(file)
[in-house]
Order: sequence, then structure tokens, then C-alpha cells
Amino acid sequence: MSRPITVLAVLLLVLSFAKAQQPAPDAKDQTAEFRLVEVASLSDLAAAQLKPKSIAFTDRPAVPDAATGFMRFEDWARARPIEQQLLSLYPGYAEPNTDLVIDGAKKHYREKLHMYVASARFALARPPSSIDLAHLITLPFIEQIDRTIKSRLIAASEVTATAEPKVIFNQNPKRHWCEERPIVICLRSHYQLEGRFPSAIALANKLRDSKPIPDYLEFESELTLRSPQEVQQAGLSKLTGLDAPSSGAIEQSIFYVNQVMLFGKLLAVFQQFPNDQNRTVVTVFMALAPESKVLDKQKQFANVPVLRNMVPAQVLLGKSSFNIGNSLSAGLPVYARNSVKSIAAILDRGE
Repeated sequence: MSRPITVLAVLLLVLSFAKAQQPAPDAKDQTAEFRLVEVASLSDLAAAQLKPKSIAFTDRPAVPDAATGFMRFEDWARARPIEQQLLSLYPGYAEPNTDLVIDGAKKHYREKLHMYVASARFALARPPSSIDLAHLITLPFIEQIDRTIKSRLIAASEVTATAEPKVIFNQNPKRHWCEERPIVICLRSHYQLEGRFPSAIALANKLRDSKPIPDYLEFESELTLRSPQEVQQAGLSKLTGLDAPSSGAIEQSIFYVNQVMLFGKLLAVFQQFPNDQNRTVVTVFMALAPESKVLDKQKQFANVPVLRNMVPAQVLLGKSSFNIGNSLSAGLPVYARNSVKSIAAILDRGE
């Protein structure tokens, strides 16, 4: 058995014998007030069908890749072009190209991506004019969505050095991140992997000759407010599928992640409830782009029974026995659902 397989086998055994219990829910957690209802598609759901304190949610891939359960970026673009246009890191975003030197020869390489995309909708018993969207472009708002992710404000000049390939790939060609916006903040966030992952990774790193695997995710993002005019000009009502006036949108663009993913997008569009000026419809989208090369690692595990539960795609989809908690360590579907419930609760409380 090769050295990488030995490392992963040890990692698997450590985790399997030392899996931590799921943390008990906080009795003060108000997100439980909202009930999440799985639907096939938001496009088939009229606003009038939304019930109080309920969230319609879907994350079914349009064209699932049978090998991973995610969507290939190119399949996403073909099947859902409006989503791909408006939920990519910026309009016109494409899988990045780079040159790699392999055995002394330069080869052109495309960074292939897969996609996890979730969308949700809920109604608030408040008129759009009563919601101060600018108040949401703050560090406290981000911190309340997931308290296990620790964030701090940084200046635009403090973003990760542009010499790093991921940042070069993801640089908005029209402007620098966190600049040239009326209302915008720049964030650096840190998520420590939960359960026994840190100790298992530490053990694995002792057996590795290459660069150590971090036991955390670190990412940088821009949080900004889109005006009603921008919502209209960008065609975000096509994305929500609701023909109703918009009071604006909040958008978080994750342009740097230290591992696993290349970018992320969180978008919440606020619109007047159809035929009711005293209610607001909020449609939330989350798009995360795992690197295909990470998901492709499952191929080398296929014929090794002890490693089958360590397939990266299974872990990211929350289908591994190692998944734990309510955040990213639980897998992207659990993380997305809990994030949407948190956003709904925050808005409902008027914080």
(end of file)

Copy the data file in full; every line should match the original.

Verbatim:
[in-house]
Order: sequence, then structure tokens, then C-alpha cells
Amino acid sequence: MSRPITVLAVLLLVLSFAKAQQPAPDAKDQTAEFRLVEVASLSDLAAAQLKPKSIAFTDRPAVPDAATGFMRFEDWARARPIEQQLLSLYPGYAEPNTDLVIDGAKKHYREKLHMYVASARFALARPPSSIDLAHLITLPFIEQIDRTIKSRLIAASEVTATAEPKVIFNQNPKRHWCEERPIVICLRSHYQLEGRFPSAIALANKLRDSKPIPDYLEFESELTLRSPQEVQQAGLSKLTGLDAPSSGAIEQSIFYVNQVMLFGKLLAVFQQFPNDQNRTVVTVFMALAPESKVLDKQKQFANVPVLRNMVPAQVLLGKSSFNIGNSLSAGLPVYARNSVKSIAAILDRGE
Repeated sequence: MSRPITVLAVLLLVLSFAKAQQPAPDAKDQTAEFRLVEVASLSDLAAAQLKPKSIAFTDRPAVPDAATGFMRFEDWARARPIEQQLLSLYPGYAEPNTDLVIDGAKKHYREKLHMYVASARFALARPPSSIDLAHLITLPFIEQIDRTIKSRLIAASEVTATAEPKVIFNQNPKRHWCEERPIVICLRSHYQLEGRFPSAIALANKLRDSKPIPDYLEFESELTLRSPQEVQQAGLSKLTGLDAPSSGAIEQSIFYVNQVMLFGKLLAVFQQFPNDQNRTVVTVFMALAPESKVLDKQKQFANVPVLRNMVPAQVLLGKSSFNIGNSLSAGLPVYARNSVKSIAAILDRGE
């Protein structure tokens, strides 16, 4: 058995014998007030069908890749072009190209991506004019969505050095991140992997000759407010599928992640409830782009029974026995659902 397989086998055994219990829910957690209802598609759901304190949610891939359960970026673009246009890191975003030197020869390489995309909708018993969207472009708002992710404000000049390939790939060609916006903040966030992952990774790193695997995710993002005019000009009502006036949108663009993913997008569009000026419809989208090369690692595990539960795609989809908690360590579907419930609760409380 090769050295990488030995490392992963040890990692698997450590985790399997030392899996931590799921943390008990906080009795003060108000997100439980909202009930999440799985639907096939938001496009088939009229606003009038939304019930109080309920969230319609879907994350079914349009064209699932049978090998991973995610969507290939190119399949996403073909099947859902409006989503791909408006939920990519910026309009016109494409899988990045780079040159790699392999055995002394330069080869052109495309960074292939897969996609996890979730969308949700809920109604608030408040008129759009009563919601101060600018108040949401703050560090406290981000911190309340997931308290296990620790964030701090940084200046635009403090973003990760542009010499790093991921940042070069993801640089908005029209402007620098966190600049040239009326209302915008720049964030650096840190998520420590939960359960026994840190100790298992530490053990694995002792057996590795290459660069150590971090036991955390670190990412940088821009949080900004889109005006009603921008919502209209960008065609975000096509994305929500609701023909109703918009009071604006909040958008978080994750342009740097230290591992696993290349970018992320969180978008919440606020619109007047159809035929009711005293209610607001909020449609939330989350798009995360795992690197295909990470998901492709499952191929080398296929014929090794002890490693089958360590397939990266299974872990990211929350289908591994190692998944734990309510955040990213639980897998992207659990993380997305809990994030949407948190956003709904925050808005409902008027914080």